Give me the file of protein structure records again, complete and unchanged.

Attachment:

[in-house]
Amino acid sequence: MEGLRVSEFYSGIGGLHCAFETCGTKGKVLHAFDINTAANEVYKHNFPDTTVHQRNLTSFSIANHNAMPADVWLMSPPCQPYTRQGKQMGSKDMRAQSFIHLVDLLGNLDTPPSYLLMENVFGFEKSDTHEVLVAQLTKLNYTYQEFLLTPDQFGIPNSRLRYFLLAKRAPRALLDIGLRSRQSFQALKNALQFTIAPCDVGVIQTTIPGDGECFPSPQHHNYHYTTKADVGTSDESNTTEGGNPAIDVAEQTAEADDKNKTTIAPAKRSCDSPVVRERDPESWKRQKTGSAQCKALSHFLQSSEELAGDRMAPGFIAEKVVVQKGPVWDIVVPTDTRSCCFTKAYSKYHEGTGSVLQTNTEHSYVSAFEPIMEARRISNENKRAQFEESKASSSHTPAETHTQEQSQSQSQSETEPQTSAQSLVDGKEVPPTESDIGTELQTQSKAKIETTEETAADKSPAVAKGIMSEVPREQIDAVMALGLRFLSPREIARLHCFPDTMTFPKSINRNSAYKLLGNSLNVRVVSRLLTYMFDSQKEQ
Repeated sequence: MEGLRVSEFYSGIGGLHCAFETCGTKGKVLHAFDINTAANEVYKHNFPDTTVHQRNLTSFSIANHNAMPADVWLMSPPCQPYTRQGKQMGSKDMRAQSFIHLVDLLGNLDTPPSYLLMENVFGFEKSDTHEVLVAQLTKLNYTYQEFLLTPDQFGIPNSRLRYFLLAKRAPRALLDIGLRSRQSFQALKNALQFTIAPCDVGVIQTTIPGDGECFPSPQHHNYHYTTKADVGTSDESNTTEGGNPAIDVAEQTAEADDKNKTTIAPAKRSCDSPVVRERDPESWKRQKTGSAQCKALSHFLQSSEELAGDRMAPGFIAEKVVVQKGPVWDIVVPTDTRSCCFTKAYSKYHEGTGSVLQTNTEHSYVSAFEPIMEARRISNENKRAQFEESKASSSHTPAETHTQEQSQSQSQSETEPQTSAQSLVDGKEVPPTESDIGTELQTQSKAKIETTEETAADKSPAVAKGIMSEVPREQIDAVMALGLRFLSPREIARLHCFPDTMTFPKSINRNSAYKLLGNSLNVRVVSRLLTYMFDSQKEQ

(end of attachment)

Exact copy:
[in-house]
Amino acid sequence: MEGLRVSEFYSGIGGLHCAFETCGTKGKVLHAFDINTAANEVYKHNFPDTTVHQRNLTSFSIANHNAMPADVWLMSPPCQPYTRQGKQMGSKDMRAQSFIHLVDLLGNLDTPPSYLLMENVFGFEKSDTHEVLVAQLTKLNYTYQEFLLTPDQFGIPNSRLRYFLLAKRAPRALLDIGLRSRQSFQALKNALQFTIAPCDVGVIQTTIPGDGECFPSPQHHNYHYTTKADVGTSDESNTTEGGNPAIDVAEQTAEADDKNKTTIAPAKRSCDSPVVRERDPESWKRQKTGSAQCKALSHFLQSSEELAGDRMAPGFIAEKVVVQKGPVWDIVVPTDTRSCCFTKAYSKYHEGTGSVLQTNTEHSYVSAFEPIMEARRISNENKRAQFEESKASSSHTPAETHTQEQSQSQSQSETEPQTSAQSLVDGKEVPPTESDIGTELQTQSKAKIETTEETAADKSPAVAKGIMSEVPREQIDAVMALGLRFLSPREIARLHCFPDTMTFPKSINRNSAYKLLGNSLNVRVVSRLLTYMFDSQKEQ
Repeated sequence: MEGLRVSEFYSGIGGLHCAFETCGTKGKVLHAFDINTAANEVYKHNFPDTTVHQRNLTSFSIANHNAMPADVWLMSPPCQPYTRQGKQMGSKDMRAQSFIHLVDLLGNLDTPPSYLLMENVFGFEKSDTHEVLVAQLTKLNYTYQEFLLTPDQFGIPNSRLRYFLLAKRAPRALLDIGLRSRQSFQALKNALQFTIAPCDVGVIQTTIPGDGECFPSPQHHNYHYTTKADVGTSDESNTTEGGNPAIDVAEQTAEADDKNKTTIAPAKRSCDSPVVRERDPESWKRQKTGSAQCKALSHFLQSSEELAGDRMAPGFIAEKVVVQKGPVWDIVVPTDTRSCCFTKAYSKYHEGTGSVLQTNTEHSYVSAFEPIMEARRISNENKRAQFEESKASSSHTPAETHTQEQSQSQSQSETEPQTSAQSLVDGKEVPPTESDIGTELQTQSKAKIETTEETAADKSPAVAKGIMSEVPREQIDAVMALGLRFLSPREIARLHCFPDTMTFPKSINRNSAYKLLGNSLNVRVVSRLLTYMFDSQKEQ